A mother (A woman who conceives, gives birth to, or raises and nurtures a child is the definition I prefer http://www.thefreedictionary.com/mother, but you can find more that are politcally correct and sure to incite riot in those of us who "merely miscarried" if you search on your own) is a vessel, not someone with the RIGHT to destroy a baby for convenience - even if it is to spare the pain of having to deal with something - anything - that will be hard to deal with emotionally. I know you will all say, "what about in the case of medical necessity?" My answer - choose life whenever possible. I've heard that there aren't many truly medically necessary occasions, but I wouldn't want to be the one to choose between my child and my life. Most mothers I know would gladly give up their own life so that their child may live. If both are in danger, wouldn't a C-section be more prudent? I'd like to know more about the stats of the actual cases before I would say that an abortion is the only option and reason enough to make it legal and create all kinds of loopholes.
Killing a baby in the womb is not a RIGHT anyone has. It's not right for a boyfriend to stab his pregnant girlfriend and kill the baby. Why should it be ok for the girlfriend to choose that on her own? Who's rights are we protecting? A privilege, maybe. The privilege to kill without feeling entirely guilty because it's not illegal. Yeah, I suppose it's a privilege. But then maybe we could also have the privilege on the books of not having to obey the speed limit on the highway when you're late or in a hurry because it's more convenient. If the argument, "Whatever is best for you is the right decision" works for you...please consider other times that advice could be given and see if you would have the same answer: "It was best for me to drive home drunk because I didn't have a way to get back to my car the next day". "It felt best to me to go 50 in that school zone because I was late for a really important meeting (sorry about hitting your kid)." It was in my best interest to kill that guy - he was hurting my friend." (a side note...isn't it interesting that "Earl had to die" was pulled from radio play, but "Gunpowder and Lead" and it's clear 'pre-meditation' is played at least a few times a day?!? They're fun songs to listen to, but do they really inspire those kinds of actions and renegade justice? Who knows...I prefer to remain cautious and just listen to them in the privacy of my own home. I don't think Chip has anything to worry about...*smile). "It was really in my best interest to take Meth - I needed it to make it through the day." I could go on, but you're probably already not reading because you're mad at me.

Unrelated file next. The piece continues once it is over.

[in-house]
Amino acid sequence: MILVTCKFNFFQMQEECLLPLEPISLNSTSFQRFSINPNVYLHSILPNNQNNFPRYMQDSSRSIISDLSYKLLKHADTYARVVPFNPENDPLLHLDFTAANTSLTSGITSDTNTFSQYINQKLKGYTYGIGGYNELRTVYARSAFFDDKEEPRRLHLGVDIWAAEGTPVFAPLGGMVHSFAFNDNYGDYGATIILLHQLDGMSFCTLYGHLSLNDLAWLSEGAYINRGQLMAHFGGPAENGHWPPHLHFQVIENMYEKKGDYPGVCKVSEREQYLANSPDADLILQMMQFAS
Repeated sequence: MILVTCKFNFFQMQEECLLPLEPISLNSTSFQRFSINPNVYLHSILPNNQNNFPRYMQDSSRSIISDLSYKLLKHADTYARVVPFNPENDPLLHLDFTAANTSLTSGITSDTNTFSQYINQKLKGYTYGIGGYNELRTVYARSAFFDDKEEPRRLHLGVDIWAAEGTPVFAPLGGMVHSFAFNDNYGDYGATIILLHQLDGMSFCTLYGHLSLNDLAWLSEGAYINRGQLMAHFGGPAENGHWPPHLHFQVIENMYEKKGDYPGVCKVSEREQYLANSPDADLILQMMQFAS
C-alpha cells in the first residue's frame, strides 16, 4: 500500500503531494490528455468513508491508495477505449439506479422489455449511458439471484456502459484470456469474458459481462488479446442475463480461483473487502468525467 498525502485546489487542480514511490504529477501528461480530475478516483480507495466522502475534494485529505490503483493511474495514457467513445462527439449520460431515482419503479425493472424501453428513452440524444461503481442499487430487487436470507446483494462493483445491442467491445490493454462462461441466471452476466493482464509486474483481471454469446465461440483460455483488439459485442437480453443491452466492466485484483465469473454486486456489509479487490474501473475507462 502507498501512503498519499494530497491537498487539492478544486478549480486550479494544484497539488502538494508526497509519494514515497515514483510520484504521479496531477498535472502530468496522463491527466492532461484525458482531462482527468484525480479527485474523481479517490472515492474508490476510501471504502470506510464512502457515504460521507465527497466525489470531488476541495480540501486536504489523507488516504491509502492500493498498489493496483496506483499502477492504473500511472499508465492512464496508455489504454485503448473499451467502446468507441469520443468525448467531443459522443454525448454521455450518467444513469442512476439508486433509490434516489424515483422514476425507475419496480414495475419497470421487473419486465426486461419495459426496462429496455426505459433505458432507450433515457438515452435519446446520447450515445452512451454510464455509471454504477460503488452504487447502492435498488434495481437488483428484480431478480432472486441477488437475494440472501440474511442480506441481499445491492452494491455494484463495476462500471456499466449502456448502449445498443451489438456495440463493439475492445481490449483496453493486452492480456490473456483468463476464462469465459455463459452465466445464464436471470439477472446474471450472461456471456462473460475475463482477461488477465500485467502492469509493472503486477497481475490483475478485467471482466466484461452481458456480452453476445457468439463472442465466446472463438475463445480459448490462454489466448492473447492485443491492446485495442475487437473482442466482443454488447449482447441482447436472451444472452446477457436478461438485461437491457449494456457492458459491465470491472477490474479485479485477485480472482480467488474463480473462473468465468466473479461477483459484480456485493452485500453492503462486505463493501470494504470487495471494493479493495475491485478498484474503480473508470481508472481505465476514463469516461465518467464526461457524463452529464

Well, once every 10 years, I should probably make my opinion known. At least in this non-invasive forum that most people I know stopped reading long ago, anyway (thanks for being faithful Lana! Hope I didn't just make you a former reader!!).
Giving women the right to take lives out of their womb totally removes the right for me to grieve for, and love, and cherish my babies and to praise God for their brief existance, and for my friends to do the same. And I refuse to give THAT right away!


Lana Baker said...

You can't get rid of me!! That's what is so great about having a blog~you can say whatever you want and it's ok because it's your blog. Well, I have similar thoughts on the subject although not the first-hand experience. This is something very personal between God and the person involved.I personally would never exercise my right to choose to terminate a pregnancy but I also wouldn't stand in judgement of anyone else. That's not my job. I am so thankful that I have never had to consider it.A choice like that would be ever so agonizing! And I don't think once in ten years is anywhere near excessive. So keep on...
Take care my friend!

Linda Knight said...

Hey Katy... I've read this blog post before, but it struck me as especially powerful today because I'm working on a series of blogs (hopefully to become a book) about the role of stories in therapy. Would you mind if I quoted you (or linked to your post) in my blog? Linda